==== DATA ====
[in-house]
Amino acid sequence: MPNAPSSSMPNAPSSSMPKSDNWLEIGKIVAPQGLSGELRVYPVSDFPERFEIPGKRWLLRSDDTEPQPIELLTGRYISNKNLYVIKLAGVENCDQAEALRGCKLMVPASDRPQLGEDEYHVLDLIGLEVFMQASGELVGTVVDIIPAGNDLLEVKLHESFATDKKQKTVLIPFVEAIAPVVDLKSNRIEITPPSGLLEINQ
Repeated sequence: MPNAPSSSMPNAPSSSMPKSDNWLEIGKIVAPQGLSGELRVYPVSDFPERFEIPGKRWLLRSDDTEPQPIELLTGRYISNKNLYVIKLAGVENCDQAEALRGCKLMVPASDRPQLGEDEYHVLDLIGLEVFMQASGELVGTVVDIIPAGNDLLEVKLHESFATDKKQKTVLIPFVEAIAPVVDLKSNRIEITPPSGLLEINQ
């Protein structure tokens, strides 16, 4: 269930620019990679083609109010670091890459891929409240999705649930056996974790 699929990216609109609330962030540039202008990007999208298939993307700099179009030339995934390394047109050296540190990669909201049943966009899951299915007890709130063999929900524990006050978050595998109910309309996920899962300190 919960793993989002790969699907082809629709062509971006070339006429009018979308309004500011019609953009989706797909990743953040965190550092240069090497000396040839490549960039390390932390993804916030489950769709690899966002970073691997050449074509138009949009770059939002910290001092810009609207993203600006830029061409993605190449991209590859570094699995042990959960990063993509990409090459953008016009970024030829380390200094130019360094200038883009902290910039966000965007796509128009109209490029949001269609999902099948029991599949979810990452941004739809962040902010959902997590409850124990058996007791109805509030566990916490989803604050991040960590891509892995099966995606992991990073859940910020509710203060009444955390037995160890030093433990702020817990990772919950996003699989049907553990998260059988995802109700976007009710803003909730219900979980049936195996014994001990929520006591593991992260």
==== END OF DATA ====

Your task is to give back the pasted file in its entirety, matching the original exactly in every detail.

[in-house]
Amino acid sequence: MPNAPSSSMPNAPSSSMPKSDNWLEIGKIVAPQGLSGELRVYPVSDFPERFEIPGKRWLLRSDDTEPQPIELLTGRYISNKNLYVIKLAGVENCDQAEALRGCKLMVPASDRPQLGEDEYHVLDLIGLEVFMQASGELVGTVVDIIPAGNDLLEVKLHESFATDKKQKTVLIPFVEAIAPVVDLKSNRIEITPPSGLLEINQ
Repeated sequence: MPNAPSSSMPNAPSSSMPKSDNWLEIGKIVAPQGLSGELRVYPVSDFPERFEIPGKRWLLRSDDTEPQPIELLTGRYISNKNLYVIKLAGVENCDQAEALRGCKLMVPASDRPQLGEDEYHVLDLIGLEVFMQASGELVGTVVDIIPAGNDLLEVKLHESFATDKKQKTVLIPFVEAIAPVVDLKSNRIEITPPSGLLEINQ
């Protein structure tokens, strides 16, 4: 269930620019990679083609109010670091890459891929409240999705649930056996974790 699929990216609109609330962030540039202008990007999208298939993307700099179009030339995934390394047109050296540190990669909201049943966009899951299915007890709130063999929900524990006050978050595998109910309309996920899962300190 919960793993989002790969699907082809629709062509971006070339006429009018979308309004500011019609953009989706797909990743953040965190550092240069090497000396040839490549960039390390932390993804916030489950769709690899966002970073691997050449074509138009949009770059939002910290001092810009609207993203600006830029061409993605190449991209590859570094699995042990959960990063993509990409090459953008016009970024030829380390200094130019360094200038883009902290910039966000965007796509128009109209490029949001269609999902099948029991599949979810990452941004739809962040902010959902997590409850124990058996007791109805509030566990916490989803604050991040960590891509892995099966995606992991990073859940910020509710203060009444955390037995160890030093433990702020817990990772919950996003699989049907553990998260059988995802109700976007009710803003909730219900979980049936195996014994001990929520006591593991992260």